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KentB27
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Re: How did Airlines Fill up Large Widebodies in the Old days?

Tue Jun 04, 2019 11:37 pm

They often didn't fill them. As a few others have mentioned, load factor wasn't a big concern in the regulated era of US airline travel. Load factors were on average much lower back then than they are today.
 
KentB27
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Re: How did Airlines Fill up Large Widebodies in the Old days?

Tue Jun 04, 2019 11:39 pm

DLHAM wrote:
As far as I know loadfactors back in the days were much lower on average than they are today. Am I right?


Correct. Also, back when airlines were regulated, profit wasn't nearly as much of a concern as it is today. I don't think airlines cared much about load factor back then. They were competing on service.
 
910A
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Re: How did Airlines Fill up Large Widebodies in the Old days?

Wed Jun 05, 2019 12:59 am

I'm surprised no one mention the worldwide recession in the early 70's with high unemployment, high inflation, the oil crisis, didn't help the airlines or their potential customers at all.
 
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Re: How did Airlines Fill up Large Widebodies in the Old days?

Wed Jun 05, 2019 1:29 am

With people.
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Italianflyer
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Re: How did Airlines Fill up Large Widebodies in the Old days?

Wed Jun 05, 2019 2:05 am

I'd venture to bet that on a per-seat basis, the operating cost of a DC10, L10 or even 747 was competitive, if not better, than 707s or early generation DC8s. Check out archived annual reports from the early to mid 70s 'oil shock' era. The management narrative was they couldn't get rid of those first gen long haul jets fast enough.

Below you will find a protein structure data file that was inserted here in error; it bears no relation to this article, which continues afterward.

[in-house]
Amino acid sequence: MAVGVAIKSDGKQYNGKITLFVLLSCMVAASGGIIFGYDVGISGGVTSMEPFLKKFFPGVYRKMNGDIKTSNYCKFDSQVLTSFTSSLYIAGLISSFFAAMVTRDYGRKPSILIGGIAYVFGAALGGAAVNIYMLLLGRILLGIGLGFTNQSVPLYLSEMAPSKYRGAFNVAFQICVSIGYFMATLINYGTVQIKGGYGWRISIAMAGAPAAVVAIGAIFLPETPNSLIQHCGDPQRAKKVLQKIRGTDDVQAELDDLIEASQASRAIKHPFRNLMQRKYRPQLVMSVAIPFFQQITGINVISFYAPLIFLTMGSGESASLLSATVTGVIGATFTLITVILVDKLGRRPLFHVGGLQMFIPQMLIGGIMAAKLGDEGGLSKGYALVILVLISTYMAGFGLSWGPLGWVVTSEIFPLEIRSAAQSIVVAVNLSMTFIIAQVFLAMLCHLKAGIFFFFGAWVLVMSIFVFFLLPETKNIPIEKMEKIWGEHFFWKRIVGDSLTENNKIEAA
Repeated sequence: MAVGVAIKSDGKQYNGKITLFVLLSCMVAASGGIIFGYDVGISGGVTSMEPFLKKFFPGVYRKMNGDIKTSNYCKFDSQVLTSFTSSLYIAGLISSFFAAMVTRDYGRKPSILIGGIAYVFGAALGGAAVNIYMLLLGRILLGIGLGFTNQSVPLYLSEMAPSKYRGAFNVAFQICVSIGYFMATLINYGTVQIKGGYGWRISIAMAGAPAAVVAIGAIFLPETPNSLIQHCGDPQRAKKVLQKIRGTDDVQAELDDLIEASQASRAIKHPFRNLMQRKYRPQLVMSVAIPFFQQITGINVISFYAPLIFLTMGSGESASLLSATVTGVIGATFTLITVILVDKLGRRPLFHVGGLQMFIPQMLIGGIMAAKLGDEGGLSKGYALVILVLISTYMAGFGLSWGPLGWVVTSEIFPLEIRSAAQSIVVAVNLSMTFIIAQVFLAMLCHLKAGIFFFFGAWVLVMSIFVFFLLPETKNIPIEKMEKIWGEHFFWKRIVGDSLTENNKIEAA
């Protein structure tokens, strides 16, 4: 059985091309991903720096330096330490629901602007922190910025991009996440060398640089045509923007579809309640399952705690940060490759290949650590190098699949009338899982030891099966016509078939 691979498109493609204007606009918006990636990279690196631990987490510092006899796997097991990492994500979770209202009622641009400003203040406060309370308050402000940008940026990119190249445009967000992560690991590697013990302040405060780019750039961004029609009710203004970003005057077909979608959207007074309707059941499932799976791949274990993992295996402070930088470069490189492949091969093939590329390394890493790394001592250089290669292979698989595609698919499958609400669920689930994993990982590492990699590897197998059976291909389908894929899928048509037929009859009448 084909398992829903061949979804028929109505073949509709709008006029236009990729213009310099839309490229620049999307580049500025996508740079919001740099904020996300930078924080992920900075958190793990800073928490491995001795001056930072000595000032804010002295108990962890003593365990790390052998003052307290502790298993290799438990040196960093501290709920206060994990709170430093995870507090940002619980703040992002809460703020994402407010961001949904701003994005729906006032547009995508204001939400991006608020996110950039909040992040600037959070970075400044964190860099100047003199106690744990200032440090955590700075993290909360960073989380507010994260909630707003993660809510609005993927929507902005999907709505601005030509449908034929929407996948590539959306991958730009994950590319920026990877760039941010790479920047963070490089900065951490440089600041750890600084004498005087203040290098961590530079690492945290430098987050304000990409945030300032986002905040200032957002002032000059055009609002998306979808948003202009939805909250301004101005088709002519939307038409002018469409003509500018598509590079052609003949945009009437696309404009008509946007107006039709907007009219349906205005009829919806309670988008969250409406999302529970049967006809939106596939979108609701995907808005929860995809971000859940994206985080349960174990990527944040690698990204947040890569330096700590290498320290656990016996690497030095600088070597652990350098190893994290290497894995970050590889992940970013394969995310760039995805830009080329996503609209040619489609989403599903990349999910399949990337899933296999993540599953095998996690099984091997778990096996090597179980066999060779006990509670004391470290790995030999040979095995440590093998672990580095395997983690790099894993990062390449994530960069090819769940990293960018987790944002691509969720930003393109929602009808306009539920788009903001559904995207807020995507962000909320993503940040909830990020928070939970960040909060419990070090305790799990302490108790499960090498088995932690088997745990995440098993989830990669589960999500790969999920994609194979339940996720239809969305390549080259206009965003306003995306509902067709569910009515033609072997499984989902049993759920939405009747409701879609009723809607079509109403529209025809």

77H
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Re: How did Airlines Fill up Large Widebodies in the Old days?

Wed Jun 05, 2019 6:07 am

citationjet wrote:
KFLLCFII wrote:
speedbird52 wrote:
How did airlines fill up large widebodies in the old days?


Non-revs.


I remember being a non-rev on Braniff's 747 from DFW to HNL. One time I remember 65 non-revs on the flight.


I saw over 100 spaceAs listed for a HNL-SFO flight last year. I think they all go out too.

77H
 
spacecadet
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Re: How did Airlines Fill up Large Widebodies in the Old days?

Wed Jun 05, 2019 6:36 am

Fares were higher, fuel was cheaper, and most flights operated once a day. Airlines didn't have multiple non-stop transcons between the same two cities like they do now. If you wanted to fly a transcon, you took the one flight there was and that was (potentially) on a 747 because everybody had to take that flight just like you did.